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mannequin brother
We shall call him Manny.

One of the most overused words in advertising is “simple.” But overused for good reason. In this supersaturated world with every kind of entertainment all up in your face, simple is what breaks through the noise. So when we’re developing a campaign, we’re looking for something that’s not just creative and on strategy; we’re looking for all that in one, single-minded idea. Something brilliantly simple to cut through the clutter.

Max is my brilliantly simple. One great kid. One, not two. One.

Yet here I am about to double and shag shit up. Two? What is this twoness? It’s so… twoey… It’s so… complicated. One was so neat and compact and simple. TWO is so EW.

My befuddlement is not about having to do twice the work, or having twice the expense. It’s about the idea of it. I got used to one, one is all I know, and now I can’t quite see how this… this TWO… is possible.

Most of you probably have two kids already. And most of you had them close together, so you never stopped to think if you wanted to do this again, or if you should. Not saying having your kids close together was thoughtless, but apparently I like to take a moment (or half a decade) to decide if I want to rip my mooncup vessel to shreds for a second time.

I took five years to think about it, or not think about it, really. Five years of ONE. One son. One child. One twin bed. One small fork on the table. One small pair of rubber boots in the porch. One is neat. One is simple. One wasn’t the loneliest number. One was my number. One was everything and everything was one.

Staring into the baby browns of one child for five years, your heart and mind start to think he can be the only one, the only possible fruit of your loins. There simply can be no more. One boy was all there was and could ever be. We had made this one great person. There couldn’t possibly be another one. Another face to adore? Another pair of hands to hold? Another head of hair to comb? It just could not be.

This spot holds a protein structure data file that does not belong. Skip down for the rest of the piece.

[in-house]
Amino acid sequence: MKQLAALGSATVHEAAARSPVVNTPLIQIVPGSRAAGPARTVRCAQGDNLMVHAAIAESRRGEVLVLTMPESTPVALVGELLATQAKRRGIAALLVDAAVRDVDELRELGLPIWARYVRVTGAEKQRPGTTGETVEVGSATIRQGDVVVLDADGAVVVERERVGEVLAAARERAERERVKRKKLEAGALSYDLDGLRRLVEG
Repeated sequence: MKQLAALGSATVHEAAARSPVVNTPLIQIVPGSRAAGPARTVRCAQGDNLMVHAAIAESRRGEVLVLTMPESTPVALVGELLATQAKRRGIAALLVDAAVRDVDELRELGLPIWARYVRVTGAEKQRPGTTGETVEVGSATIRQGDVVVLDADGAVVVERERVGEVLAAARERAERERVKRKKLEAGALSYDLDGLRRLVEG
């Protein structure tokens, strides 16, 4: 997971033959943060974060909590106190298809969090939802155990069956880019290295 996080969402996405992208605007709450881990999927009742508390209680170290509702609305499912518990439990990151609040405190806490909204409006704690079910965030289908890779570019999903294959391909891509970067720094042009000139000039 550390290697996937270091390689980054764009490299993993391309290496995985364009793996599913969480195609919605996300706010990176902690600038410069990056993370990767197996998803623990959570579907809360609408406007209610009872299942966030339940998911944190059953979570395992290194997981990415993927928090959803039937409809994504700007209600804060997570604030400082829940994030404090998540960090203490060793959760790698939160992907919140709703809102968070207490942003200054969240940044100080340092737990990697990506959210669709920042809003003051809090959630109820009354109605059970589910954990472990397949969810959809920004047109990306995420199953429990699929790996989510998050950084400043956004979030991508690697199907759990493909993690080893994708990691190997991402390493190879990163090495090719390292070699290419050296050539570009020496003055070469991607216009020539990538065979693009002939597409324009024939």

In the wake of a couple breast cancer scares in the family, the surgeon had told me to have at least one child and breastfeed from both breasts. Check, check! I had had the one child. I had breastfeed that one mouth. I had experienced childbirth, even wrote a book about it. This was enough. This was more than enough.

And yet there will be another. Another face. A different face! Made inside my body just like last time, but different. A second person who could be the exact opposite of Max, yet I can only imagine a carbon copy of him. To be loved by us, just like last time and just as much, so I’m told. It’s true, but I don’t believe it, not yet. I can’t wrap my head around it. And maybe I won’t till he/she is lying in my arms, and Max is sitting next to us so I know for sure it’s not him shrunk back down.

The greatest slap from the universe here, of course, would be to not go from one to two, but from one to THREE. I’m having an early ultrasound on Thursday to make sure there’s just one sucker up in these guts. I am so bulbous for a mere 15 weeks, my OBGYN friend thinks it may be twins. (Or a giant fibroid.) Um, no. Three is a crowd. Three is for little pigs and blind mice and amigos. I cannot do three, because I cannot comprehend three. I can’t comprehend two! I’ll take GIANT FIBROID for $300 please Alex.

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